Have you ever taken a look at the LinkedIn User Agreement?
You’ll find a long list of LinkedIn user “don’ts”. Violate any of these and you risk having them limit your use, or take down your profile.
A scary thought, since so many people rely on LinkedIn for executive job search, career and business management.
Refraining from doing some things is just common sense.
Most of us know better than to post a lewd profile photo of ourselves. But did you know that the Agreement states you must not “misrepresent your identity”?
I’ve seen plenty of profile photos of animals, or children (presumably the members’ children), or logos. The member doesn’t even appear in the photo.
Then there are the company logos, sketches, and caricatures that stand in for a profile photo.
And did you realize that when you hire someone to create your LinkedIn profile, you’d better not let them log into your account to post the new content? You should post it yourself.
What can LinkedIn do to you?
Under the “Rights & Limits” section, LinkedIn indicates that they can “limit your use of the Services, including the number of your connections and your ability to contact other Members” and they reserve “the right to restrict, suspend, or terminate your account if you breach this Contract or the law or are misusing the Services (e.g., violating any of the Dos and Don’ts or Professional Community Policies).”
Believe me, they DO monitor activity and what’s on your profile. Two times within the past several years, I was notified that I misused the name field on my profile by adding “Executive Resume Master”. Both times I had to point out that this is an actual certification I earned, and that I included this certification in the appropriate profile section as well. Certifications are allowed in the name field. I was doing nothing wrong, but my profile was red-flagged.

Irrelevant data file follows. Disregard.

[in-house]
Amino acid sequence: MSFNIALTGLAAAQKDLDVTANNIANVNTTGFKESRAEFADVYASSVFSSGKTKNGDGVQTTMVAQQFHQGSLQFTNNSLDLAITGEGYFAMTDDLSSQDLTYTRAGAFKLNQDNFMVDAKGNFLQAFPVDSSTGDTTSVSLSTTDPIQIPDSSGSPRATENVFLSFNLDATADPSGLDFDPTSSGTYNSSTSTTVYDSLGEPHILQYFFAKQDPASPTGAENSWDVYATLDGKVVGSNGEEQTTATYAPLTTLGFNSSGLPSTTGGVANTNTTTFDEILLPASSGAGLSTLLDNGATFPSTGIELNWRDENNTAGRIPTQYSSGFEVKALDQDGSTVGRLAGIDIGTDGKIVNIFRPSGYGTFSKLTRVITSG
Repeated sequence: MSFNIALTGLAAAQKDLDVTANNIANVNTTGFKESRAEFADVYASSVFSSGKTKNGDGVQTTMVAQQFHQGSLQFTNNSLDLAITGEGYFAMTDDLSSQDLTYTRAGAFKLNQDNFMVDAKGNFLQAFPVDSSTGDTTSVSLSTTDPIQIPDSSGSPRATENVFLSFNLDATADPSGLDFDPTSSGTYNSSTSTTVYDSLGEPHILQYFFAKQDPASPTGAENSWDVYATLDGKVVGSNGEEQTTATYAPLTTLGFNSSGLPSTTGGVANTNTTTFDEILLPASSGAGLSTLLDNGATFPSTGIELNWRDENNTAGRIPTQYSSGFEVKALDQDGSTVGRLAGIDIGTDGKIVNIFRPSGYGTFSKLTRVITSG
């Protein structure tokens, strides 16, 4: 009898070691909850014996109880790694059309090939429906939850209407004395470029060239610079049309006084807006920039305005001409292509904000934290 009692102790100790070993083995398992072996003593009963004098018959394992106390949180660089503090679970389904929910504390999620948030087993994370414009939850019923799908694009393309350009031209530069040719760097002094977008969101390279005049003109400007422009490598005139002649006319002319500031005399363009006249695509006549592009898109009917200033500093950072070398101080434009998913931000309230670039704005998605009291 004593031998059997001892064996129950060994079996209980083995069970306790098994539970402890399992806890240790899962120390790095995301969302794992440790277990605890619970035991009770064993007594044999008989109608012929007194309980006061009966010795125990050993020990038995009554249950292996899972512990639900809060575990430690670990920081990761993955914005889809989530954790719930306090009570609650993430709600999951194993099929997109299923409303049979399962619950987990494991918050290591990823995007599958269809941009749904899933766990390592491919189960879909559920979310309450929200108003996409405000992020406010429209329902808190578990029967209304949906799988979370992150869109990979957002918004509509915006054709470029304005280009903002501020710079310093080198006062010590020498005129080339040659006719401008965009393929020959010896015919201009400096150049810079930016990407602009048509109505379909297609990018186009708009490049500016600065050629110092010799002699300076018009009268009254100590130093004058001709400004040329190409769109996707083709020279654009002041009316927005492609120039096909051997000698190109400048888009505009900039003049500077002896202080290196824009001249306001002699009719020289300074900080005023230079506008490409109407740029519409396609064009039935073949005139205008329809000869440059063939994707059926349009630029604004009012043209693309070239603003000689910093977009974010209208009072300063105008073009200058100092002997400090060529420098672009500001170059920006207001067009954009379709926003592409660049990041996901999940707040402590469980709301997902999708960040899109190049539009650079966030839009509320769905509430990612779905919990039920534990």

Take a few moments to look at the User Agreement. It’s an eye-opener.
Some Surprising LinkedIn User “Don’ts”
Here are some things I pulled from LinkedIn’s “DOs” and “DON’Ts”, listed in Section 8 of the Agreement, that particularly apply to job seekers.
Members must not:
1. Create a false identity on LinkedIn, misrepresent your identity, create a Member profile for anyone other than yourself (a real person), or use or attempt to use another’s account.
2. Disclose information that you do not have the consent to disclose (such as confidential information of others (including your employer)).
3. Violate the intellectual property rights of others, including copyrights, patents, trademarks, trade secrets or other proprietary rights. For example, do not copy or distribute (except through the available sharing functionality) the posts or other content of others without their permission, which they may give by posting under a Creative Commons license.
Along with the 3 items above, additional terms are included in their Professional Community Policies, which became effective in December 2019.